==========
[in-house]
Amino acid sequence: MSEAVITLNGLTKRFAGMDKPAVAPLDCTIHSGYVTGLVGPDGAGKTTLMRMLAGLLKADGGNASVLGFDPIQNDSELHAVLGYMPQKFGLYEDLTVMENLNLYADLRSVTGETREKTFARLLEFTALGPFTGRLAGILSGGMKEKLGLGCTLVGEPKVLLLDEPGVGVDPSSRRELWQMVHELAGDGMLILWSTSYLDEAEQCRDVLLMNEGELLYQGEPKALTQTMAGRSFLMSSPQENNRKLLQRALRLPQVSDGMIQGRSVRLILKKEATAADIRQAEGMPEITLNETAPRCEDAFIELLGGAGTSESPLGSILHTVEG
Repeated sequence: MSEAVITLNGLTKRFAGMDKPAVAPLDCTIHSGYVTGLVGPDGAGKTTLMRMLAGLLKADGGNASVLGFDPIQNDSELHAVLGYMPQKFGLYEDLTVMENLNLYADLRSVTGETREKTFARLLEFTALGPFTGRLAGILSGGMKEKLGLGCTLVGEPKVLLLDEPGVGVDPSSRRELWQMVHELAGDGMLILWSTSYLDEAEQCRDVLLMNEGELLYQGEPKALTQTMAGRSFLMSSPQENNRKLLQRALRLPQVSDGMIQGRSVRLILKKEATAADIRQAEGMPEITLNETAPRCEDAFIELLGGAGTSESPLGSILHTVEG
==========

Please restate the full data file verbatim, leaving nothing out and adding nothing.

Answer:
[in-house]
Amino acid sequence: MSEAVITLNGLTKRFAGMDKPAVAPLDCTIHSGYVTGLVGPDGAGKTTLMRMLAGLLKADGGNASVLGFDPIQNDSELHAVLGYMPQKFGLYEDLTVMENLNLYADLRSVTGETREKTFARLLEFTALGPFTGRLAGILSGGMKEKLGLGCTLVGEPKVLLLDEPGVGVDPSSRRELWQMVHELAGDGMLILWSTSYLDEAEQCRDVLLMNEGELLYQGEPKALTQTMAGRSFLMSSPQENNRKLLQRALRLPQVSDGMIQGRSVRLILKKEATAADIRQAEGMPEITLNETAPRCEDAFIELLGGAGTSESPLGSILHTVEG
Repeated sequence: MSEAVITLNGLTKRFAGMDKPAVAPLDCTIHSGYVTGLVGPDGAGKTTLMRMLAGLLKADGGNASVLGFDPIQNDSELHAVLGYMPQKFGLYEDLTVMENLNLYADLRSVTGETREKTFARLLEFTALGPFTGRLAGILSGGMKEKLGLGCTLVGEPKVLLLDEPGVGVDPSSRRELWQMVHELAGDGMLILWSTSYLDEAEQCRDVLLMNEGELLYQGEPKALTQTMAGRSFLMSSPQENNRKLLQRALRLPQVSDGMIQGRSVRLILKKEATAADIRQAEGMPEITLNETAPRCEDAFIELLGGAGTSESPLGSILHTVEG